I concur in the result. Whether or not control over a debt at the domicile of the debtor gives jurisdiction to tax the debt, Liverpool & L. & G. Ins. Co. v. Board of Assessors, 221 U. S. 346, 221 U. S. 354, we are not here concerned with a property tax, but with an excise or privilege tax imposed on the transfer of an intangible, see Stebbins v. Riley, 268 U. S. 137; Saltonstall v. Saltonstall, 276 U. S. 260, and, to sustain a privilege tax, the privilege must be enjoyed in the state imposing it, Provident Savings Society v. Kentucky, 239 U. S. 103. It is enough, I think, to uphold the present decision that the transfer was effected in New York by one domiciled there, and is controlled by its law.
Even though the contract transferred was called into existence by the laws of Minnesota, its obligation cannot be constitutionally impaired or withdrawn from the protection which those laws gave it at its inception. See Provident Savings Society v. Kentucky, 239 U. S. 103, 239 U. S. 113; Bedford v. Eastern Building & Loan Association, 181 U. S. 227. And, while the creditor may rely on Minnesota law to enforce the debt, that may be equally true of the law of any other state where the debtor or his property may be found. So far as the transfer, as distinguished from the contract itself, is concerned, it is New York law, and not that of Minnesota, which, by generally accepted rules, it applied there and receives recognition elsewhere. See Bullen v. Wisconsin, 240 U. S. 625, 240 U. S. 631; Russell v. Griggsby, 168 F. 577; Lee v. Abdy, 17 Q.B.Div. 309; Miller v. Campbell, 140 N.Y. 457, 460; Spencer v. Myers, 150 N.Y. 269. Once the bonds had passed beyond the state and were acquired by an owner domiciled elsewhere, the law of Minnesota neither protected nor could it withhold the power of transfer or prescribe its terms.
In the light of these considerations, granting that the continued existence of the contract rested in part on the law of Minnesota, the relation of that law to the transfer in New York, both in point of theory and in every practical aspect, appears to me to be too attenuated to constitute any reasonable basis for deeming the transfer to be within the taxing jurisdiction of Minnesota.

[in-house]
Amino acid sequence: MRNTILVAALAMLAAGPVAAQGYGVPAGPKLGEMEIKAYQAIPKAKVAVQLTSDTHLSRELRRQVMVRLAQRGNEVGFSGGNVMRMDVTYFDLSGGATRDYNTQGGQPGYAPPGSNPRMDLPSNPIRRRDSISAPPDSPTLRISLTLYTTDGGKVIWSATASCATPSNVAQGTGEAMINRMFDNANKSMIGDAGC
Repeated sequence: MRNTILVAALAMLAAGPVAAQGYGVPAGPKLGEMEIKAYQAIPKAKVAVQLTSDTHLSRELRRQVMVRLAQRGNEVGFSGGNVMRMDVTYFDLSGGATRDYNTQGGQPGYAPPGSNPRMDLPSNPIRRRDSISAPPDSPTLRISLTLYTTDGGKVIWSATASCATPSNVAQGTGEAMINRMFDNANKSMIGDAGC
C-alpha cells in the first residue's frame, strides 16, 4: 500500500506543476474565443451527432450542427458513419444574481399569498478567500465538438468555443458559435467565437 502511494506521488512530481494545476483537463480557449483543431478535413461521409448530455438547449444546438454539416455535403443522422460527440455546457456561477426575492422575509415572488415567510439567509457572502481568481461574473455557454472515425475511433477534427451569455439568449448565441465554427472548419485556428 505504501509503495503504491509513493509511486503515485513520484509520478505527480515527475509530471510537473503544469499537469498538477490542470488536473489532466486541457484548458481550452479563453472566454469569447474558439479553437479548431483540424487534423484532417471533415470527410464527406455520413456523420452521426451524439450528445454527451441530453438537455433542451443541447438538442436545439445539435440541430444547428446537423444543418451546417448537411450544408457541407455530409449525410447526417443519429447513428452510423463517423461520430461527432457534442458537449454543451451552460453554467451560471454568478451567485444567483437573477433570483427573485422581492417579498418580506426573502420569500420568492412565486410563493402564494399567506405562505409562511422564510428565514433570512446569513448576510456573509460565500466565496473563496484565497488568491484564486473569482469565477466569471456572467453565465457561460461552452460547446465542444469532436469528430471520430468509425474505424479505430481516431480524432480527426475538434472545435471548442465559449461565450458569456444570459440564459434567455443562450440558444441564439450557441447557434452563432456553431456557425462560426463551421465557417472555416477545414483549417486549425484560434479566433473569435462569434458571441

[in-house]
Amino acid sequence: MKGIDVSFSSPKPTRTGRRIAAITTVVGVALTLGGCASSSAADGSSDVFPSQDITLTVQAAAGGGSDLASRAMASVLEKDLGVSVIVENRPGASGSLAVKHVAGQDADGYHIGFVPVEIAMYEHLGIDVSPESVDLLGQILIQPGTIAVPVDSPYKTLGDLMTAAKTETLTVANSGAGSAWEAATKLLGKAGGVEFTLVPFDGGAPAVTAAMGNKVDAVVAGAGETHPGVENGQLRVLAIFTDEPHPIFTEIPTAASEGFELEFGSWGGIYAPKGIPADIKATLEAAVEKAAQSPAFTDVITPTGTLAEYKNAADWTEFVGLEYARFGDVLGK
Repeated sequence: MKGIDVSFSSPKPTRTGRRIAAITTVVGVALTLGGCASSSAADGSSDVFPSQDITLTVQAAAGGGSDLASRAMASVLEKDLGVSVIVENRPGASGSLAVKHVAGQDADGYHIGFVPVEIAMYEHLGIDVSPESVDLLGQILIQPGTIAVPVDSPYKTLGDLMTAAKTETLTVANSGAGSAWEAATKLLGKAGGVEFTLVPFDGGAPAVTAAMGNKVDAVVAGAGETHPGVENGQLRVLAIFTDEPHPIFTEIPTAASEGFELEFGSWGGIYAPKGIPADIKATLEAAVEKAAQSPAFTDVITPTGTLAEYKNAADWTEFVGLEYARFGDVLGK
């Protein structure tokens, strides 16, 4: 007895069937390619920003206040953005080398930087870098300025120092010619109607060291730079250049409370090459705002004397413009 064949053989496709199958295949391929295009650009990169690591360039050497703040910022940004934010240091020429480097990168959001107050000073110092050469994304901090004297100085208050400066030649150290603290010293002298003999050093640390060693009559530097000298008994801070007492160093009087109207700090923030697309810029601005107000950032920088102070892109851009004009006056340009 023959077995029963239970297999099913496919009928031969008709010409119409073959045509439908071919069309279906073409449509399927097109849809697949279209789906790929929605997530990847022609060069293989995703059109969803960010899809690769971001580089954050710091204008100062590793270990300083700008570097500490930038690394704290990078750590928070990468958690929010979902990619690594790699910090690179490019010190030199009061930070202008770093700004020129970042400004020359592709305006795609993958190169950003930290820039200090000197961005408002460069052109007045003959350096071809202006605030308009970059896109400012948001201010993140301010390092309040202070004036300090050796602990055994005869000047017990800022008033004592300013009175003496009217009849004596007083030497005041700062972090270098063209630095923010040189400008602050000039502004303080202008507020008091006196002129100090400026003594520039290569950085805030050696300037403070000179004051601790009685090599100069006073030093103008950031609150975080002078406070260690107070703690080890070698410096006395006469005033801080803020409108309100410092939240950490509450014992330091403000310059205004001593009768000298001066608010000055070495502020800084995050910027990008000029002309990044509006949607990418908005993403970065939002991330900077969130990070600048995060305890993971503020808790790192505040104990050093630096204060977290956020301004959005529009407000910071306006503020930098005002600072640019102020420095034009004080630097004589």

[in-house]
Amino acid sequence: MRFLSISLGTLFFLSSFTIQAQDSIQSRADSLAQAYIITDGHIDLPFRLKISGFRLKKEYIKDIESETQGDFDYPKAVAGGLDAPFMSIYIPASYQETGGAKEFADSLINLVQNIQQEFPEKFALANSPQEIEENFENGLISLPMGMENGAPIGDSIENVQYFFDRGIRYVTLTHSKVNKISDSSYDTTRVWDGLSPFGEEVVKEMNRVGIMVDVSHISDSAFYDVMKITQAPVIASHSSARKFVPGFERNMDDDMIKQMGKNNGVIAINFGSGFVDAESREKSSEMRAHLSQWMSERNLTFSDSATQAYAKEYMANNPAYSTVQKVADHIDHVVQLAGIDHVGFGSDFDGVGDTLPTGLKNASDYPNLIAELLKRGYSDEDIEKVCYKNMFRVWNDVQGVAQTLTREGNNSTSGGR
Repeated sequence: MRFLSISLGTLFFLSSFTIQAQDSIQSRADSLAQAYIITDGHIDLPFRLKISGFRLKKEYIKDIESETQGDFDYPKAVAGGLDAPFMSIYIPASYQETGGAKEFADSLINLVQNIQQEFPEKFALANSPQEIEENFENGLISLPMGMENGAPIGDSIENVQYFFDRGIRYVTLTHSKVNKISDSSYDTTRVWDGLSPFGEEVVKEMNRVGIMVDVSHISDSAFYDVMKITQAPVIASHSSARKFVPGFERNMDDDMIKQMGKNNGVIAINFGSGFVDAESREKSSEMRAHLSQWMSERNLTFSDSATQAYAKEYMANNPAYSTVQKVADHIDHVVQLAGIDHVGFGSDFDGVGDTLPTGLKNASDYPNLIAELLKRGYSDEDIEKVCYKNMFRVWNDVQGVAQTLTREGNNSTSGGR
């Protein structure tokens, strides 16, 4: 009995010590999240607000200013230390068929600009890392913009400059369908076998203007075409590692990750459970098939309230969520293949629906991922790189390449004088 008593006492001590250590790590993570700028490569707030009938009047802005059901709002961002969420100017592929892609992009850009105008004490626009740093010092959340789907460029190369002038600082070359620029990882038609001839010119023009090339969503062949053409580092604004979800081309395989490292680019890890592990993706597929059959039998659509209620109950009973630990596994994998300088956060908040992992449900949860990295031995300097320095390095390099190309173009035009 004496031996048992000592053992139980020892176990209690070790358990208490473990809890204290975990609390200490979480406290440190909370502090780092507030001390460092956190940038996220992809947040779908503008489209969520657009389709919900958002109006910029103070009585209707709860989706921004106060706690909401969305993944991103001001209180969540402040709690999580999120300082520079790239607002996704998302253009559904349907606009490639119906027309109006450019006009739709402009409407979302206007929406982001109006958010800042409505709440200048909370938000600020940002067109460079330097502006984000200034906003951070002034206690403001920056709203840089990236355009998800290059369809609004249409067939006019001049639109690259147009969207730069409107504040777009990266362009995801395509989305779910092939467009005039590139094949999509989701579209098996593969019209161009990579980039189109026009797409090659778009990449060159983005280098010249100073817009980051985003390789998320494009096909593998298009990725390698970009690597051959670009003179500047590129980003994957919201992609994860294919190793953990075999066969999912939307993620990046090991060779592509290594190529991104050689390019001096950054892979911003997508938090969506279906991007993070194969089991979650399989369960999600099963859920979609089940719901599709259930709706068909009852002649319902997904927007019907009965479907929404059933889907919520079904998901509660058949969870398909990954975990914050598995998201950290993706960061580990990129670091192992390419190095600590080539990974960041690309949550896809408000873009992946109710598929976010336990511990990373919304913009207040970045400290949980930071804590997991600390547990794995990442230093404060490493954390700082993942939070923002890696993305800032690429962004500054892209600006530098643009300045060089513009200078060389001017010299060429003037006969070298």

As the present is not a tax on the debt, but only on the transfer of it, neither the analogies drawn from the law of property taxes nor the attempt to solve the present problem by ascribing to a legal relationship unconnected with any physical thing, a fictitious situs, can, I think, carry us very far toward a solution. Nor does it seem that the invocation of the Fourteenth Amendment to relieve from the burdens of double taxation, as such, promises more.
Hitherto, the fact that taxation is "double" has not been deemed to affect its constitutionality, and there are, I think, too many situations in which a single economic interest may have such legal relationships with different taxing jurisdictions as to justify its taxation in both to admit of our laying down any constitutional principle broadly prohibiting taxation merely because it is double, at least until that characterization is more precisely defined.
It seems to me to be unnecessary and undesirable to lay down any doctrine whose extent and content are so dubious. Whether it is far-reaching enough to overturn those cases which, in circumstances differing somewhat from the present, have been regarded as permitting taxation in more than one state, reaching the same economic interest, is so uncertain as to suggest doubts as to its trustworthiness and utility as a principle of judicial decision. See Wheeler v. Sohmer, 233 U. S. 434, and Blodgett v. Silberman, 277 U. S. 1; Scottish Union & National
Ins. Co. v. Bowland, 196 U. S. 611, 196 U. S. 620; Rogers v. Hennepin County, 240 U. S. 184, 240 U. S. 191; New Orleans v. Stemple, 175 U. S. 309; Metropolitan Life Ins. Co. v. New Orleans, 205 U. S. 395; Bristol v. Washington County, 177 U. S. 133; Kirtland v. Hotchkiss, 100 U. S. 491, and Savings Society v. Multnomah County, 169 U. S. 421; Union Transit Co. v. Kentucky, 199 U. S. 194, 199 U. S. 205; Tappan v. Merchants' National Bank, 19 Wall. 490, 86 U. S. 499; Corry v. Baltimore, 196 U. S. 466, and Hawley v. Malden, 232 U. S. 1, 232 U. S. 12; Blackstone v. Miller, 188 U. S. 189 (so far as it relates to the transfer tax on a bank account in the state of the bank), and Fidelity & Columbia Trust Co. v. Louisville, 245 U. S. 54, 245 U. S. 58; Bullen v. Wisconsin, 240 U. S. 625, 240 U. S. 631.
MR. JUSTICE HOLMES.